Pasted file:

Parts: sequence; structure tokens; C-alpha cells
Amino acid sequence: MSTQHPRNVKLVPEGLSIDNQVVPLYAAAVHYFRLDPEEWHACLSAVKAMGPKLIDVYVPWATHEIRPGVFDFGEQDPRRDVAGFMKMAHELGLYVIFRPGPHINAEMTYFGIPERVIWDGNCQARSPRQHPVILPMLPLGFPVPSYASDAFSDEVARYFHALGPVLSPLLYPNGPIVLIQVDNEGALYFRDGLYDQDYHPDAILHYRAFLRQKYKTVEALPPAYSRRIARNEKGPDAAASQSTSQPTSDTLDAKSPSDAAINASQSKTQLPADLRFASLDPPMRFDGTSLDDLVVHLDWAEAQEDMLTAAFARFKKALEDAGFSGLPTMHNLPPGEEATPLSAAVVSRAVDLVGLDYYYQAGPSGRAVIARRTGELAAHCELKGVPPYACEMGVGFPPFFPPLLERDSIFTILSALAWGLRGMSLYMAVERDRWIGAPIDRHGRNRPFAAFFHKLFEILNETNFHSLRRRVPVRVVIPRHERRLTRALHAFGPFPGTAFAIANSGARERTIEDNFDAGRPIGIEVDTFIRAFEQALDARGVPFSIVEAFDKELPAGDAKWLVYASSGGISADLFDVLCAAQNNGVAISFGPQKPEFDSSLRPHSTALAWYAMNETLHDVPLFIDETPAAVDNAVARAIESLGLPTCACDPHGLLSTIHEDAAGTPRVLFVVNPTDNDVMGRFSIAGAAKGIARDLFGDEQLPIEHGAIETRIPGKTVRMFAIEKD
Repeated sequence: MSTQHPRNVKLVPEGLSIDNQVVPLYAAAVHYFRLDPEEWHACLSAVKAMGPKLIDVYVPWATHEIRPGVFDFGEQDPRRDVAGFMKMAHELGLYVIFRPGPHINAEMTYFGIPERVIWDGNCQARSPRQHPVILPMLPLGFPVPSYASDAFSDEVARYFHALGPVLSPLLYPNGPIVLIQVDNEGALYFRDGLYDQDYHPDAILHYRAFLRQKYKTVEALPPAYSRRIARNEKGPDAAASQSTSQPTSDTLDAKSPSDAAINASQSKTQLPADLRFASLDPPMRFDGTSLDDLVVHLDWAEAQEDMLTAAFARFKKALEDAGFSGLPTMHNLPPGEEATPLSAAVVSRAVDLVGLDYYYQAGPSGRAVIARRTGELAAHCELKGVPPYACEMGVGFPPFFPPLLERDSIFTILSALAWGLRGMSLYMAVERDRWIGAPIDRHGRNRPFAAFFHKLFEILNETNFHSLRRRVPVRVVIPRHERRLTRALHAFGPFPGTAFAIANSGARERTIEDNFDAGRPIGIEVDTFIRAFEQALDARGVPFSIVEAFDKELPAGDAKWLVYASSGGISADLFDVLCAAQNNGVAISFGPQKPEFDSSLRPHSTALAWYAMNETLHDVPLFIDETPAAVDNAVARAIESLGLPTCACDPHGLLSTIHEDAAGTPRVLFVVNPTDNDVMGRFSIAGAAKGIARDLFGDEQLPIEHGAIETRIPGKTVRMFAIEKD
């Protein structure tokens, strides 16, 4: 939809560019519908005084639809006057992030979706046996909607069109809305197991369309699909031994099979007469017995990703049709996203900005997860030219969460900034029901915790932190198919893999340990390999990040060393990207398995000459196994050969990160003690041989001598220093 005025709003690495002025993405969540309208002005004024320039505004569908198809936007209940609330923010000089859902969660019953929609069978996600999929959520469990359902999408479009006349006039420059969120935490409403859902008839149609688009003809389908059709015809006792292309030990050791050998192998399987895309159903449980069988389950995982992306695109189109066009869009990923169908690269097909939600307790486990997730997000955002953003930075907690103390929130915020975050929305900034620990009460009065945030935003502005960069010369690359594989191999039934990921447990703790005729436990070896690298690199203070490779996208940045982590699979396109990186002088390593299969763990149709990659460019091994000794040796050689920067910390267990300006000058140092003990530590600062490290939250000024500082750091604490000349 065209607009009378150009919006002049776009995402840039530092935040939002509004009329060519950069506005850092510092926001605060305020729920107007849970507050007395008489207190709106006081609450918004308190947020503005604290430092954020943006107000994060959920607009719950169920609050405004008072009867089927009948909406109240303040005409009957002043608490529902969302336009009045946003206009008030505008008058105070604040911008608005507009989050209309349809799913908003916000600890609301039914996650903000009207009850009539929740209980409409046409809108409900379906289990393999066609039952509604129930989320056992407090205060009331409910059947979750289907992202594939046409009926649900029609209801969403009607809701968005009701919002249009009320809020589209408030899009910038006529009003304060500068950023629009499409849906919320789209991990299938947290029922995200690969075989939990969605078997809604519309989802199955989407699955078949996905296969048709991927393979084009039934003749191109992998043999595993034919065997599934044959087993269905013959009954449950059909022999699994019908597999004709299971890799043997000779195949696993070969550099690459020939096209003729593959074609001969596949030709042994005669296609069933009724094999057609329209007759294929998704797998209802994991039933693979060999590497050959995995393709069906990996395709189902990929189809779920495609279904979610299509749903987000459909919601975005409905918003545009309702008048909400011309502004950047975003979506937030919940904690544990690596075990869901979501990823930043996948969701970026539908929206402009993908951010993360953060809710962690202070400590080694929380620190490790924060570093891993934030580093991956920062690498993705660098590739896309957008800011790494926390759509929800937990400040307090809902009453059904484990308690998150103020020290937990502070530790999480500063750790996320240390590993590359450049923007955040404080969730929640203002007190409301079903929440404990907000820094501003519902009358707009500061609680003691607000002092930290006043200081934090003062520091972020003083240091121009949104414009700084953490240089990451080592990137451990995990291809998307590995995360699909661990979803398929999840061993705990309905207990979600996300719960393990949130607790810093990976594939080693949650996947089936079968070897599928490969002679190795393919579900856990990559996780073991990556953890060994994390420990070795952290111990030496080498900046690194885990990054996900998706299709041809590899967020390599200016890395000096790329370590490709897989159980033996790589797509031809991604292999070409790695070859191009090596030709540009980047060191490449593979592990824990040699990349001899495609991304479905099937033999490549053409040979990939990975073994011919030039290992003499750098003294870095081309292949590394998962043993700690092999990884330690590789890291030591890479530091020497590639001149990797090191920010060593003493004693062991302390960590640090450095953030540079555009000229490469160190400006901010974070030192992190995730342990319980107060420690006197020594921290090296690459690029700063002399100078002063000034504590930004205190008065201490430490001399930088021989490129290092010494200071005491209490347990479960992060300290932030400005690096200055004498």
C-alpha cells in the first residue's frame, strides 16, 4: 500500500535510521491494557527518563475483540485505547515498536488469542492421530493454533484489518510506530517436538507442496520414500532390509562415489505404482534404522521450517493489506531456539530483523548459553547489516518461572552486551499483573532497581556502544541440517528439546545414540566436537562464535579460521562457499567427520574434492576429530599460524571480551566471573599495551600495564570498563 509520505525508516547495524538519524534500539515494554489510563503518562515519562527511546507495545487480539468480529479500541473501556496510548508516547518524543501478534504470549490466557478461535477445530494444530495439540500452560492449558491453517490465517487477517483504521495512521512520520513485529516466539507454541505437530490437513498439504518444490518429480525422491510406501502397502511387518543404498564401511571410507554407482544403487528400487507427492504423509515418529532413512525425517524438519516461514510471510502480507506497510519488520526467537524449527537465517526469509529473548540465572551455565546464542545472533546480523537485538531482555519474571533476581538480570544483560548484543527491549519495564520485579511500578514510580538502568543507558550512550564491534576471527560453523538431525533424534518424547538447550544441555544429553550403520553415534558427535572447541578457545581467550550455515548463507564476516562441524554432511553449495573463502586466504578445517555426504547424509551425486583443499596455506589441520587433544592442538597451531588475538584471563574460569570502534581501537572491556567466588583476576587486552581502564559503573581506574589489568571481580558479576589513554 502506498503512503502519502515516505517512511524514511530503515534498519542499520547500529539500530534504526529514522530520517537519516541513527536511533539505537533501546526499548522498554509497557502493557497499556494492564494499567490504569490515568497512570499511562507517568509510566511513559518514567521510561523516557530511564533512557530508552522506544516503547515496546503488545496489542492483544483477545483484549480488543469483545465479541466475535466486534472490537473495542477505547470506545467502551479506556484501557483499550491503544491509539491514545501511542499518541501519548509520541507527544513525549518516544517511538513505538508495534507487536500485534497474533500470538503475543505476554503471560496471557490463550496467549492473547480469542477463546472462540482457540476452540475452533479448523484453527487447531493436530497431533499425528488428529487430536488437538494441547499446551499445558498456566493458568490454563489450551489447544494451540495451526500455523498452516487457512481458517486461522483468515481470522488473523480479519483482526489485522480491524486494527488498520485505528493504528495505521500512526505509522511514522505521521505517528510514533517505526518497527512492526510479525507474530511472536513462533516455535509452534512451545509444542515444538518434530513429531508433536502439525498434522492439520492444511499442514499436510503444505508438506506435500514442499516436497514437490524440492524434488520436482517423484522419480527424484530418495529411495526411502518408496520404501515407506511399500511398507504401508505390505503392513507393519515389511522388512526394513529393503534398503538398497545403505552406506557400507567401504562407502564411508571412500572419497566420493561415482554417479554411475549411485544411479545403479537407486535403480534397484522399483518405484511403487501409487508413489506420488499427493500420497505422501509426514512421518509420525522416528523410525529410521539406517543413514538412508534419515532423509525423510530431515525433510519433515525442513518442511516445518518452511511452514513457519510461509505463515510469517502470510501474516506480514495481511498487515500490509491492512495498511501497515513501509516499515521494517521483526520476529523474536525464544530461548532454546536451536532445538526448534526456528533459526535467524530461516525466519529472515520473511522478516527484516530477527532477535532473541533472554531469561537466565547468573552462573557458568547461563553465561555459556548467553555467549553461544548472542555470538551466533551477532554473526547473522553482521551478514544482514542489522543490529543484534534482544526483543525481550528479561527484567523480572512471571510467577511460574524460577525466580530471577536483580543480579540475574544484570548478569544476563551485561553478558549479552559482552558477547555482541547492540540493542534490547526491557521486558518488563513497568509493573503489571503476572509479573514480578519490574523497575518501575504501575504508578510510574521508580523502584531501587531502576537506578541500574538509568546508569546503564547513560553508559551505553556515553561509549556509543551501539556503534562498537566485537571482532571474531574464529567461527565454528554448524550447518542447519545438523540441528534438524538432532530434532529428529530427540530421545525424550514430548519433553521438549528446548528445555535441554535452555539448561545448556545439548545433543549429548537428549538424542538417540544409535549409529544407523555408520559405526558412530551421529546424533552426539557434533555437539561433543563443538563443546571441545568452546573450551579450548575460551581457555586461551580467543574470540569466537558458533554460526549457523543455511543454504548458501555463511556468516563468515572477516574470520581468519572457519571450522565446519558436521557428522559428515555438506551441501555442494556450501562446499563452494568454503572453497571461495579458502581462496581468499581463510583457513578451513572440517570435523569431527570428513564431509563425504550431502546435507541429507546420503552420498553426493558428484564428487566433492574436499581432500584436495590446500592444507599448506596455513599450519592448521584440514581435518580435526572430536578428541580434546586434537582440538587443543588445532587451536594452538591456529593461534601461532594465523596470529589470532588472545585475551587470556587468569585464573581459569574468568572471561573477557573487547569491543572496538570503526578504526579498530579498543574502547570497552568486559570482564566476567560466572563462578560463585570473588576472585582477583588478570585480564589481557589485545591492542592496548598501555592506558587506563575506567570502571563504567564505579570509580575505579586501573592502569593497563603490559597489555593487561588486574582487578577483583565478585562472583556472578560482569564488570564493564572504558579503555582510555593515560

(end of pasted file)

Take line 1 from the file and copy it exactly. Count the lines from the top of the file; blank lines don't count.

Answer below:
Parts: sequence; structure tokens; C-alpha cells